WORKPLACE VIOLENCE PREVENTION MODEL PROGRAM
All state work sites are required to prepare a "Workplace Violence Prevention Program," as well as an Injury and Illness Prevention Plan (IIPP), with which all employees are familiar.
- Crime/Workplace Violence Prevention and IIPP Coordinators: For the names of those individuals responsible for the administration of this facility’s Workplace Violence Prevention Program and IIPP, refer to the form STD 621 which includes this information, and is updated on a regular basis.
- Manager/Supervisor: Managers and supervisors are responsible for ensuring compliance with the provisions of both the Workplace Violence Prevention Program and the IIPP.
- Employee: State employees are expected to act professionally, courteously, and responsibly at all times, which ensures compliance with the State of California’s "Zero-Tolerance" workplace violence policy requirement. It is the responsibility of each and every employee to immediately report any and all acts of workplace violence to their supervisor without fear of reprisal. All reports must be taken seriously. The initial verbal report must be followed up with written documentation which should include the following critical information: Names of the involved parties (i.e. perpetrator, victim and witnesses), exactly what occurred, when the incident occurred, where the event took place, and if known why it happened.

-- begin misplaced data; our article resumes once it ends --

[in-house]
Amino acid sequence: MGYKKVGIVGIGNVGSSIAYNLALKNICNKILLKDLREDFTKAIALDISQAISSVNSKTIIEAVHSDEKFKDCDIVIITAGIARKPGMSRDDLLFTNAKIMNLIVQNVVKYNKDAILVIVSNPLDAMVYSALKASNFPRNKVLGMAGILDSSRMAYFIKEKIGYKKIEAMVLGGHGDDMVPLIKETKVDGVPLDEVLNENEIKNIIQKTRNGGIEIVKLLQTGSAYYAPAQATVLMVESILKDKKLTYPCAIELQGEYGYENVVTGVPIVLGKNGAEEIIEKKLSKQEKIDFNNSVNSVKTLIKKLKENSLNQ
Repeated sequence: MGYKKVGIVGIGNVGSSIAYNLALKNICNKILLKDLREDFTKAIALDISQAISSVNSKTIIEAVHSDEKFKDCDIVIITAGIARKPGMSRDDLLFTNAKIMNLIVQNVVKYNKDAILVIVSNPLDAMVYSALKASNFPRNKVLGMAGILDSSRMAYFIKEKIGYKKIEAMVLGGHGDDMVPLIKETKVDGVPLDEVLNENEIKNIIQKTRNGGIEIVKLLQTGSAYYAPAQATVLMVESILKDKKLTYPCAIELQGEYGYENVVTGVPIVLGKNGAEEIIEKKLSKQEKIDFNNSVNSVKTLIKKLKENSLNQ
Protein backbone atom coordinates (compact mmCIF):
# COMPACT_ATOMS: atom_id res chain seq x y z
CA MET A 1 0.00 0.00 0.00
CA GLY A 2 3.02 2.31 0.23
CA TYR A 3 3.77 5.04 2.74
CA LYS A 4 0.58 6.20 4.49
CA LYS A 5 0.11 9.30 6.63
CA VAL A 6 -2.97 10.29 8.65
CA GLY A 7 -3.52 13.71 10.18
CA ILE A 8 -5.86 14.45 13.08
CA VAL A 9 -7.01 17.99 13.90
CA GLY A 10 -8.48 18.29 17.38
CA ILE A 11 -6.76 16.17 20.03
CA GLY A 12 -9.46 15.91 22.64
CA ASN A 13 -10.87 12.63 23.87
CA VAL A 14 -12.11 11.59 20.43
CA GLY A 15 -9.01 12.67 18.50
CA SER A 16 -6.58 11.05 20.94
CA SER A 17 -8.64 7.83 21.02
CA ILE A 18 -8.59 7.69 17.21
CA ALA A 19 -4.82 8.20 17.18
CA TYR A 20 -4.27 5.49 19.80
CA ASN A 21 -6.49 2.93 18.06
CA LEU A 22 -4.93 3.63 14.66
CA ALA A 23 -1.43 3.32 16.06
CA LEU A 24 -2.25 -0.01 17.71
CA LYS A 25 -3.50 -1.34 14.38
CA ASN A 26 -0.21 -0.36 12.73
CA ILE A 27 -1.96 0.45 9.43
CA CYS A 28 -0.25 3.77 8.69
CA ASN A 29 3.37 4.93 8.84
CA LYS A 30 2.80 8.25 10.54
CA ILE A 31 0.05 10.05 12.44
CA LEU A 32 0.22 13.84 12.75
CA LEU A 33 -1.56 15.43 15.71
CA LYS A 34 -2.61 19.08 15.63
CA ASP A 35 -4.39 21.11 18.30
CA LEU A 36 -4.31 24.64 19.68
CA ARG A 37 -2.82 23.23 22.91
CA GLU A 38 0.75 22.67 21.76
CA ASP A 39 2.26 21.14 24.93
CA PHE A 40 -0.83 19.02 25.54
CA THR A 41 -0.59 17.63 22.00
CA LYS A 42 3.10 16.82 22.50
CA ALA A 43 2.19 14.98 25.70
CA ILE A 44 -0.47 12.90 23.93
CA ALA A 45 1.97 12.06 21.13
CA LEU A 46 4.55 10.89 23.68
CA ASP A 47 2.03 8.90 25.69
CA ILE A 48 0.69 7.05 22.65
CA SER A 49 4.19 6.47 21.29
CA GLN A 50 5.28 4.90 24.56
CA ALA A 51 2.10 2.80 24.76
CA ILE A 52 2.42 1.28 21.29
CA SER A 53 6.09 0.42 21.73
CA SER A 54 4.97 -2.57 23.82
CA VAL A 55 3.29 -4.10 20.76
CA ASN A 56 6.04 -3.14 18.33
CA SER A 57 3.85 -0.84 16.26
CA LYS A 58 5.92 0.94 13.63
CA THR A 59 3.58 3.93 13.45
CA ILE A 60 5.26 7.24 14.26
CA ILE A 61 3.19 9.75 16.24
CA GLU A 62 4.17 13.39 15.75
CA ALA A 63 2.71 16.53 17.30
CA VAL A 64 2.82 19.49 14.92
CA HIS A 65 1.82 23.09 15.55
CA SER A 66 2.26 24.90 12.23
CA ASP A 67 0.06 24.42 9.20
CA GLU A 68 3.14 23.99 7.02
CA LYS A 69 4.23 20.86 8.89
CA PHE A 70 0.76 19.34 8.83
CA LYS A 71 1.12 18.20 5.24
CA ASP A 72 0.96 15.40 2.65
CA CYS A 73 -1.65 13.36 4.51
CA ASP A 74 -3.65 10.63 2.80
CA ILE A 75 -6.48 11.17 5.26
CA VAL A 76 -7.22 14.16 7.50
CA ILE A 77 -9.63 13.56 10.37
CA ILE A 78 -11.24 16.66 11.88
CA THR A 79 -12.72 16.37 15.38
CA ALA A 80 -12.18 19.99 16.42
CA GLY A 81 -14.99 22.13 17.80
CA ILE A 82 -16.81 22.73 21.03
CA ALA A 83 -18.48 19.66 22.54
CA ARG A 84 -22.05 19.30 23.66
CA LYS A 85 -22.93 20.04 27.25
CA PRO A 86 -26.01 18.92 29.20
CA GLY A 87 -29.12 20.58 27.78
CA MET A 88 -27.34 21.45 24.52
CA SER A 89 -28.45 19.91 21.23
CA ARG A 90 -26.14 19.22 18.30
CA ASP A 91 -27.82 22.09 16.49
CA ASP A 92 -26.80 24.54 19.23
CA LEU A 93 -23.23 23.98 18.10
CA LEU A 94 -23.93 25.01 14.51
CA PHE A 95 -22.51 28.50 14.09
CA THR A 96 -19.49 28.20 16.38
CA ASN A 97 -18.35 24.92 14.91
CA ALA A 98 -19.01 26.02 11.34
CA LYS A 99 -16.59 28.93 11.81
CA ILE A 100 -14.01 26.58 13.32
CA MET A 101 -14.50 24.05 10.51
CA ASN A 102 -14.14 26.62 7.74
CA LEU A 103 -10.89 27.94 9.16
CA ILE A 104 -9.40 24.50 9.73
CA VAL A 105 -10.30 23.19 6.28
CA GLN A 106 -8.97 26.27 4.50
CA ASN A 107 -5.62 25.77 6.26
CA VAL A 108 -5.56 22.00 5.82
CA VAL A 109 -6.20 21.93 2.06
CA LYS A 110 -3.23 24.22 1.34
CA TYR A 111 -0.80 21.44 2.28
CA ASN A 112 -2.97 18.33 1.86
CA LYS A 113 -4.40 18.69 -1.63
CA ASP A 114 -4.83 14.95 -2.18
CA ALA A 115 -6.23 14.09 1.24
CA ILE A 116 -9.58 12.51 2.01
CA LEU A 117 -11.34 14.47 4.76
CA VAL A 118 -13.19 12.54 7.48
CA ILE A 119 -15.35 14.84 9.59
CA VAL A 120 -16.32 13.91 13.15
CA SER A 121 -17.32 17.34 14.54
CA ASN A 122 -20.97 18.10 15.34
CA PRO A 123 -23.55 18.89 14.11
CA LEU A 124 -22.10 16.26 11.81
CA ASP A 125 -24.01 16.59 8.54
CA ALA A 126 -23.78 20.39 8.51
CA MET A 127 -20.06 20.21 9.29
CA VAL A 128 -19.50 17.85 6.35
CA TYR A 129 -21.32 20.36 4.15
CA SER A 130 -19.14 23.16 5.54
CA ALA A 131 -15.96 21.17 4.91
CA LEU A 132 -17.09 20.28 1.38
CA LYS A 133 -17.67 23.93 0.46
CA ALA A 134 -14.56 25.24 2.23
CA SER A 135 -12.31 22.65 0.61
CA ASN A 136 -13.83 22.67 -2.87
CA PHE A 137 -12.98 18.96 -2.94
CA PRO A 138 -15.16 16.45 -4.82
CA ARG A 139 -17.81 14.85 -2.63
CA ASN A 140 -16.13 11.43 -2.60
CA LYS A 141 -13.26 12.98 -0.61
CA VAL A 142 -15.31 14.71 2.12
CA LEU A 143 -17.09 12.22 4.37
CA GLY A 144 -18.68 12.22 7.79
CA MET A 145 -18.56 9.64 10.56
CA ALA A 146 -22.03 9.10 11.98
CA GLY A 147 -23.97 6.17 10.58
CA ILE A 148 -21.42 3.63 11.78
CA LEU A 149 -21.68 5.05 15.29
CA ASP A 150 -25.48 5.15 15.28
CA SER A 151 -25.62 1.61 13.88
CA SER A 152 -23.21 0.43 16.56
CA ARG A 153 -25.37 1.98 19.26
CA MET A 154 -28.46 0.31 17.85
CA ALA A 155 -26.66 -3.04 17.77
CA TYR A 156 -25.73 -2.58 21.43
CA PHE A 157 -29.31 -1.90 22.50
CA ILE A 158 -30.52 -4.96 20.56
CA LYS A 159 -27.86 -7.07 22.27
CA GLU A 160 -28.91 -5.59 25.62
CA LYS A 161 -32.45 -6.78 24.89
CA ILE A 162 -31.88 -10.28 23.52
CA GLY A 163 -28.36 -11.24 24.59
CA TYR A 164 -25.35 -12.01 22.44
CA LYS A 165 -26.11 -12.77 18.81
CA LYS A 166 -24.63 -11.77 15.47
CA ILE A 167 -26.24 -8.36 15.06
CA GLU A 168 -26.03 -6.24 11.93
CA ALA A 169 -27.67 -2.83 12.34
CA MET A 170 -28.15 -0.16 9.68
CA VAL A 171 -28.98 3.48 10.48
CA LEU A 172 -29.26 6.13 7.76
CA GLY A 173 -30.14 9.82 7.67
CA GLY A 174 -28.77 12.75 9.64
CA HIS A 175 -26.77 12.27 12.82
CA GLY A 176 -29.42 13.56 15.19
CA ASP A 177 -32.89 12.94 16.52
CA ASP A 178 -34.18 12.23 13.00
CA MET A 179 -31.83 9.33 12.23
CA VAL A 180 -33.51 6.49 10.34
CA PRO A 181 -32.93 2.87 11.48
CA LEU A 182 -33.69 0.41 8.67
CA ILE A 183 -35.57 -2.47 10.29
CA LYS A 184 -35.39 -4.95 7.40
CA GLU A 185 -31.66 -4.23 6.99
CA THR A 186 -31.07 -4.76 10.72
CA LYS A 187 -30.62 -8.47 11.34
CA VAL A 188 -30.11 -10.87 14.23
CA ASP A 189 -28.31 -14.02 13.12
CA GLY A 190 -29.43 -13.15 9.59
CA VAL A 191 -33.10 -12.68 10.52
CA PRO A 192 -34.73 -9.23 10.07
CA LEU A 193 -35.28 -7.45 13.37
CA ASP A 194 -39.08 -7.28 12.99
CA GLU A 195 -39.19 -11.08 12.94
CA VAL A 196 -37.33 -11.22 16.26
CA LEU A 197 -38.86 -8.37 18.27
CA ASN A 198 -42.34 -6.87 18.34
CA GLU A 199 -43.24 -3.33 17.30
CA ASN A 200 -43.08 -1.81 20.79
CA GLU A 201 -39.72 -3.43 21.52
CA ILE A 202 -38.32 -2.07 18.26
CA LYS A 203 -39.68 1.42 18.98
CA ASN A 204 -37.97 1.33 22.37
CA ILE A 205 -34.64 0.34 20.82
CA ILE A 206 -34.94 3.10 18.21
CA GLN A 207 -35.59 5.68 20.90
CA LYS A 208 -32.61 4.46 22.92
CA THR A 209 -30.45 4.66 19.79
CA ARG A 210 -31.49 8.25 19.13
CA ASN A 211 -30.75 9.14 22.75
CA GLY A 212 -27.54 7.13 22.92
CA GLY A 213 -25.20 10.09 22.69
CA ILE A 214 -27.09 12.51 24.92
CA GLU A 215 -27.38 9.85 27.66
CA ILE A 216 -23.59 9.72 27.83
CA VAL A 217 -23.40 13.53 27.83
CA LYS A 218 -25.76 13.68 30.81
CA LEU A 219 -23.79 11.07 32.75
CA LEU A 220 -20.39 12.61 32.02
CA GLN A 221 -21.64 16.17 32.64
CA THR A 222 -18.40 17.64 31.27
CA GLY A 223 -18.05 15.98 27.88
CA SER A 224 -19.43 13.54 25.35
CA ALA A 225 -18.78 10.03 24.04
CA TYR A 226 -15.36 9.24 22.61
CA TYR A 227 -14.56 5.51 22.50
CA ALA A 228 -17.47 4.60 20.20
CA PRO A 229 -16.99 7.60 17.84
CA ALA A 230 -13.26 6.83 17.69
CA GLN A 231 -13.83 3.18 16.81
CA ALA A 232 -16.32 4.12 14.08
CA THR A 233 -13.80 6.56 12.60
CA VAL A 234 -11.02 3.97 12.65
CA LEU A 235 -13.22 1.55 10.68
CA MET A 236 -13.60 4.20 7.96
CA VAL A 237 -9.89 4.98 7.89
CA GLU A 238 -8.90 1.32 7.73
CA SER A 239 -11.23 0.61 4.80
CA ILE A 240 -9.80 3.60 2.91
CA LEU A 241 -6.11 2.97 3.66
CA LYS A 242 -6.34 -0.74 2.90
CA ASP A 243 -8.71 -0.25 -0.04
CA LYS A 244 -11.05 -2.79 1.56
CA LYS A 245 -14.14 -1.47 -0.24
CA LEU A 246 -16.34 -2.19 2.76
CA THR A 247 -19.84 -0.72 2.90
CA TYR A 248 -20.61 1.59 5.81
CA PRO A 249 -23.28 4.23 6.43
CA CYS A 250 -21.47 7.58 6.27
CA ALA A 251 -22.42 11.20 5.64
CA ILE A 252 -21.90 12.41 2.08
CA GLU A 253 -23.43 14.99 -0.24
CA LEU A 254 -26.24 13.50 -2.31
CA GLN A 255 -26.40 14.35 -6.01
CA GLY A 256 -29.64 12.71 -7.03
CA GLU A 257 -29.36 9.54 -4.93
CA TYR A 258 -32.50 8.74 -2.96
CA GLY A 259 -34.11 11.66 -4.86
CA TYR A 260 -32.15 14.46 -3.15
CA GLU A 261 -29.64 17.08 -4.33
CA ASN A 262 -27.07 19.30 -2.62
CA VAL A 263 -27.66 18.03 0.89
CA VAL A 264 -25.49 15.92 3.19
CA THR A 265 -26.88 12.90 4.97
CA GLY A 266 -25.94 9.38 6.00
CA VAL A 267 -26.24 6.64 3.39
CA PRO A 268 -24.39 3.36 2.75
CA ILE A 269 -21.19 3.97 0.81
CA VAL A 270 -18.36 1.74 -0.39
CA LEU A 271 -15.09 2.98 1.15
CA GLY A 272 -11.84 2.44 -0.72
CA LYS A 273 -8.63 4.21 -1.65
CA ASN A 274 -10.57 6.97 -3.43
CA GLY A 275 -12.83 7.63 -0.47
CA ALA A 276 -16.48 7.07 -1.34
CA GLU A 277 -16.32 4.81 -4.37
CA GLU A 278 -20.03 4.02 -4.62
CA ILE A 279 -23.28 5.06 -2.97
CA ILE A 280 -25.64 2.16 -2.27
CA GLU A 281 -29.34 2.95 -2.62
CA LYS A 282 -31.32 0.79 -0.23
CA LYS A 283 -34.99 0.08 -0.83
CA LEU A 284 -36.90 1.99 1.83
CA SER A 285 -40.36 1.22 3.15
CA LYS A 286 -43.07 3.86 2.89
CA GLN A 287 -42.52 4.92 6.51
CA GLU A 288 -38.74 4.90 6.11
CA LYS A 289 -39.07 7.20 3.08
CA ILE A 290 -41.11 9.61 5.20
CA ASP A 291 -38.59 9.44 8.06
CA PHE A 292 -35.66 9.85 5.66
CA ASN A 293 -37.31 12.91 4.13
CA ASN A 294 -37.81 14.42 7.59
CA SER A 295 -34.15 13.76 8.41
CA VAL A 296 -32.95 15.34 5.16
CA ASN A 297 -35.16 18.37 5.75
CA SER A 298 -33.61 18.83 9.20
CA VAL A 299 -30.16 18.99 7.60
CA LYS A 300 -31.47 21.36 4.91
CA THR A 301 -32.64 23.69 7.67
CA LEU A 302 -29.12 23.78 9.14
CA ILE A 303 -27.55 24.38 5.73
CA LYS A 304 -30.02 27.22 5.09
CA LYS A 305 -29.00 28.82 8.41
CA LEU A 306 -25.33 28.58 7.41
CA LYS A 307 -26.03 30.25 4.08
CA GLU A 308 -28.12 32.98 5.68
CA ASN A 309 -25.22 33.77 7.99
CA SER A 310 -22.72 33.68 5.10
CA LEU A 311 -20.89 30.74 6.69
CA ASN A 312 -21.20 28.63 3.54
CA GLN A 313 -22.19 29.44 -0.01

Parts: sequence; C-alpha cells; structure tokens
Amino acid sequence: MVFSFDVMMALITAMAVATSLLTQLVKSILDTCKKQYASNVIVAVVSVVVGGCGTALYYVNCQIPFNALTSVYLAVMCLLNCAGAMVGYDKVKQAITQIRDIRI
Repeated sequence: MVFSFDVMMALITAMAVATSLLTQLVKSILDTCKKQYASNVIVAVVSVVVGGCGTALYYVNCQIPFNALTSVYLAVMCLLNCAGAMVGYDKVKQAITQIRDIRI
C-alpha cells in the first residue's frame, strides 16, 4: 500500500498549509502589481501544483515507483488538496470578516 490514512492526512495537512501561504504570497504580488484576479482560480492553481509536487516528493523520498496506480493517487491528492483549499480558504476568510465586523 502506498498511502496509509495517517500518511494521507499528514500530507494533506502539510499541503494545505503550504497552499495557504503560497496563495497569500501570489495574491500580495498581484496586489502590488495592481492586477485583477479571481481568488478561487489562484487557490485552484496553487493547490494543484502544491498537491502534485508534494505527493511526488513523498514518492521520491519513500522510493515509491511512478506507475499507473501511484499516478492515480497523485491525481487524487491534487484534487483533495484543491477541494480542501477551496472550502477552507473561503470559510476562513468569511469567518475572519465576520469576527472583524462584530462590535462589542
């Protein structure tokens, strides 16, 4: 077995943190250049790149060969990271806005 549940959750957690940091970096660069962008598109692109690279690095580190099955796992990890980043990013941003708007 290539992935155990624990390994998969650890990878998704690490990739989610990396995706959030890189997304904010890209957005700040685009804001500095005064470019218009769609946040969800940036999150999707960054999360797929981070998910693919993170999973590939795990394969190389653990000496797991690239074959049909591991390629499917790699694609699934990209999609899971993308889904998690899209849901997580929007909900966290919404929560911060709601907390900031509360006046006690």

There are several places people can turn for help when they have, in some way, been involved with workplace violence. The following four suggestions are merely provided as a starting point.
- Peer Support Personnel: Some departments offer a Peer Support Program to their employees. Peer Support Officers are personnel who have personal first-hand experience dealing with the issues surrounding traumatic events. These officers volunteer their time to assist employees with problems that may arise as a result of violence in the workplace.
- Employee Assistance Program (EAP): The State of California provides access for all employees to EAP Counselors, who are specially trained and ready to deal with the most difficult of workplace related problems. EAP personnel are available to provide assistance 24 hours a day at 800-632-7422. Critical Incident Stress Debriefings are also available, for an additional fee, through the EAP; arrangements for the use of these specialized services should be made by management personnel.
- Support Group: Sometimes talking with others who have shared the same experience is helpful in the healing process. If this is the case, consider joining a local support group. (For more information contact your county social services office.)
- Clergy: Local clergy can be called upon for just about anything; rarely will any compensation be expected. Most often, Pastors, Ministers, Priests and Rabbis have received training to deal with even the most horrible of situations.